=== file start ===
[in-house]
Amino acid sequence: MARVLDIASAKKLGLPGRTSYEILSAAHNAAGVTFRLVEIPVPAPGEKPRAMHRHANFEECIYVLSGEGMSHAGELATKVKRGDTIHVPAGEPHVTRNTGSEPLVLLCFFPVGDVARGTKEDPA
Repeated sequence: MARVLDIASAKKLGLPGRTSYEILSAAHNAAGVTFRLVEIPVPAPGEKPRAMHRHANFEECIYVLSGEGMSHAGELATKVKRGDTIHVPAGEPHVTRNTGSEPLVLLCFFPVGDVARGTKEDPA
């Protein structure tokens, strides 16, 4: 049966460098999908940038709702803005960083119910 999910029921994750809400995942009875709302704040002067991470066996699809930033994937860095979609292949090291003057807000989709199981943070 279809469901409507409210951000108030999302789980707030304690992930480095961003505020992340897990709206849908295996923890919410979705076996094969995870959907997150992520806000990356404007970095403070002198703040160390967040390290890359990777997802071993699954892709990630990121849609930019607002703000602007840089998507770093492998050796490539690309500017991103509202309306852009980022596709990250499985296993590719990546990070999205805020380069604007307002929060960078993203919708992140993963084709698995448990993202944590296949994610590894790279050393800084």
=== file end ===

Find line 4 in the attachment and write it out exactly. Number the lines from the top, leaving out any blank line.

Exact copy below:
């Protein structure tokens, strides 16, 4: 049966460098999908940038709702803005960083119910 999910029921994750809400995942009875709302704040002067991470066996699809930033994937860095979609292949090291003057807000989709199981943070 279809469901409507409210951000108030999302789980707030304690992930480095961003505020992340897990709206849908295996923890919410979705076996094969995870959907997150992520806000990356404007970095403070002198703040160390967040390290890359990777997802071993699954892709990630990121849609930019607002703000602007840089998507770093492998050796490539690309500017991103509202309306852009980022596709990250499985296993590719990546990070999205805020380069604007307002929060960078993203919708992140993963084709698995448990993202944590296949994610590894790279050393800084």